To use Electric Bastionland as an example, one of the first lines of text in the book explains that the group have all come into a shared debt, and have decided to become Treasure Hunters to try and pay it off. This answers a number of common Critical Questions in one very short piece of text. I don't like to brag, but I'm quite proud of this little part of the game.

And what's more, that Debt mechanic actually serves double-duty by also prompting...

Flavourful Answers

This is more akin to the purpose of question-based artwork. Answers to the weird little questions that players might ask while engaging in the game. 

In the case of the Debt mechanic: Why are we in debt? And why together?

So the game answers them. You're assigned a Debtholder, but it's not fully explained how you got into debt with them. You get just enough to make your own interesting answer.

Any why are we all in Debt together? Well hopefully the Conductor has read the section on Bastion, because there are three bullet-points designed to answer all questions like this.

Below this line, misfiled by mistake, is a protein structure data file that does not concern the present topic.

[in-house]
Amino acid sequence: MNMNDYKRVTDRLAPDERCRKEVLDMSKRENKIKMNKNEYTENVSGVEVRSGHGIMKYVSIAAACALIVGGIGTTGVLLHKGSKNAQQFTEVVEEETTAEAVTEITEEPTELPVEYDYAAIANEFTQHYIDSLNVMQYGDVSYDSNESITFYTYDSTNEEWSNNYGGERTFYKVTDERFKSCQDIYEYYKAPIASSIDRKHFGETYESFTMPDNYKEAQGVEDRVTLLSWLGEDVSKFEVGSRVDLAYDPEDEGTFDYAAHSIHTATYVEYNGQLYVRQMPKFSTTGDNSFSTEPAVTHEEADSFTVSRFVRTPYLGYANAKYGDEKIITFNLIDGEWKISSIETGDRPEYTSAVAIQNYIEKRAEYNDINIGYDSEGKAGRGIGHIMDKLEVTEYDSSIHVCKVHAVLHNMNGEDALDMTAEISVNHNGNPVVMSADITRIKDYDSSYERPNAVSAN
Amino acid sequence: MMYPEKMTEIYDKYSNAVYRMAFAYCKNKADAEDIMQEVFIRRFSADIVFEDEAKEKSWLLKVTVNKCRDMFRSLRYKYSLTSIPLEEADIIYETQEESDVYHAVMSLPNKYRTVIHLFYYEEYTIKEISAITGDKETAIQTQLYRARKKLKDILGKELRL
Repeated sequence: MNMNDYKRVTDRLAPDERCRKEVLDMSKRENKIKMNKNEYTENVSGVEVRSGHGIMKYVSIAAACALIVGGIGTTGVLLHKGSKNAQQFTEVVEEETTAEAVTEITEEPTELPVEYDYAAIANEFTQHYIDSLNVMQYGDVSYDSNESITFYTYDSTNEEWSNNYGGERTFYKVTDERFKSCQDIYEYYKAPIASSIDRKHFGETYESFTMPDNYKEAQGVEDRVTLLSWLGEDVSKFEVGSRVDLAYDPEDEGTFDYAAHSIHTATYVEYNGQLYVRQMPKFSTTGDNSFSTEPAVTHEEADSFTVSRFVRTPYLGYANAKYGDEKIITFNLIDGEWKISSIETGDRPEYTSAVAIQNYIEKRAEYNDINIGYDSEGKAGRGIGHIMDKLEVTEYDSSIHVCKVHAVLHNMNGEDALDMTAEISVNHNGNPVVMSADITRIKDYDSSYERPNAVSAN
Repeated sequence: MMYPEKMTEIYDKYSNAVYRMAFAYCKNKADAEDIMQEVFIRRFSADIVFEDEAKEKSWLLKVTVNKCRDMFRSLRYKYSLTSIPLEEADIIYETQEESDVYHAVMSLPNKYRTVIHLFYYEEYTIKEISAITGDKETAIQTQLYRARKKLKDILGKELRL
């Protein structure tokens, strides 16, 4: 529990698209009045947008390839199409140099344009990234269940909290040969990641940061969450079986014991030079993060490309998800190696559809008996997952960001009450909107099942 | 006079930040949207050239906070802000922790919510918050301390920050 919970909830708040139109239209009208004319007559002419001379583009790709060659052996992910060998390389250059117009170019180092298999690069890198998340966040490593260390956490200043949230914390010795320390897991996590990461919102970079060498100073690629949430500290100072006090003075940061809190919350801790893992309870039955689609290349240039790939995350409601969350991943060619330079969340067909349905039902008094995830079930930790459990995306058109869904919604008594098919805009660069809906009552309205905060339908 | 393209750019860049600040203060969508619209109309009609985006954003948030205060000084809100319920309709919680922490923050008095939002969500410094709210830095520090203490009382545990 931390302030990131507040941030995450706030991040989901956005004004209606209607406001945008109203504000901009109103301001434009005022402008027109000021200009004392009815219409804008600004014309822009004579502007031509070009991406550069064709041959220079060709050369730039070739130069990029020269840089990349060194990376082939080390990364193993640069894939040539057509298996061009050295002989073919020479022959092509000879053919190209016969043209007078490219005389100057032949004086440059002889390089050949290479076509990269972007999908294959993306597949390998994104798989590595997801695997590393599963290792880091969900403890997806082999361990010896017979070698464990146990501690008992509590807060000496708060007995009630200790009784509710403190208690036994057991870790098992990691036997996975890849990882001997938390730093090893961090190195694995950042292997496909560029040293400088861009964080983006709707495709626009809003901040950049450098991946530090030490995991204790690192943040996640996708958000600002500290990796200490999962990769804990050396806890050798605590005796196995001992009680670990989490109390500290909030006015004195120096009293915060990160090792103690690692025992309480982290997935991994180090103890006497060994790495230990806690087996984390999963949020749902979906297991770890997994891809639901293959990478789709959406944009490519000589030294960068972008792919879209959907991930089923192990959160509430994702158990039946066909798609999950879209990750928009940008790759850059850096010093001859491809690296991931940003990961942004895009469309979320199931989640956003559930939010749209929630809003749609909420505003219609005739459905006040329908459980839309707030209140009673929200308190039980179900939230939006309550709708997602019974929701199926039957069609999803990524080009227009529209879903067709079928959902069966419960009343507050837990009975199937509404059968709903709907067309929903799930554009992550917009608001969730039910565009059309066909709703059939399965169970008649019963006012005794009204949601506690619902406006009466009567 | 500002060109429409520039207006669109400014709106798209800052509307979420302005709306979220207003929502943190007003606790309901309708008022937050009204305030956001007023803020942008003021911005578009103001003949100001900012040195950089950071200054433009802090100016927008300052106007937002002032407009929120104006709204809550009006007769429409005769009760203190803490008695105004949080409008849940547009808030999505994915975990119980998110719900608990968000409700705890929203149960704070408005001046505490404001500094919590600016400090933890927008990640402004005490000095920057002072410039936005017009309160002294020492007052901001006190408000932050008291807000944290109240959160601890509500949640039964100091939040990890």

Why are you in debt together?  Well everything in Bastion is Shared and Complicated. It's a quirk of Bureaucracy. Welcome to Bastion!

It's a question somebody might ask for purely game-related reasons, but the answer hits them in the face with some setting-flavour before they realise you're engaging them in the world.

This is related to the idea of considering the specific and generic elements in your setting. You can take your generic components like "the city" or "orcs" and add in your specific flavour by thinking about the questions players might ask during a game and tying the flavour to those answers.

Why are we kitted out like Dark Age peasants while the Orcs all have submachineguns? 

Answering that question in-game goes a much longer way to engaging the players with your world than including an opening chapter of fiction describing how the Orcs came to develop such advanced weapons.

The Test

When you're wondering whether a question is worth answering in your game, consider that your players ask it to you and the only answer you have it "You don't know. You'd have to investigate that yourself".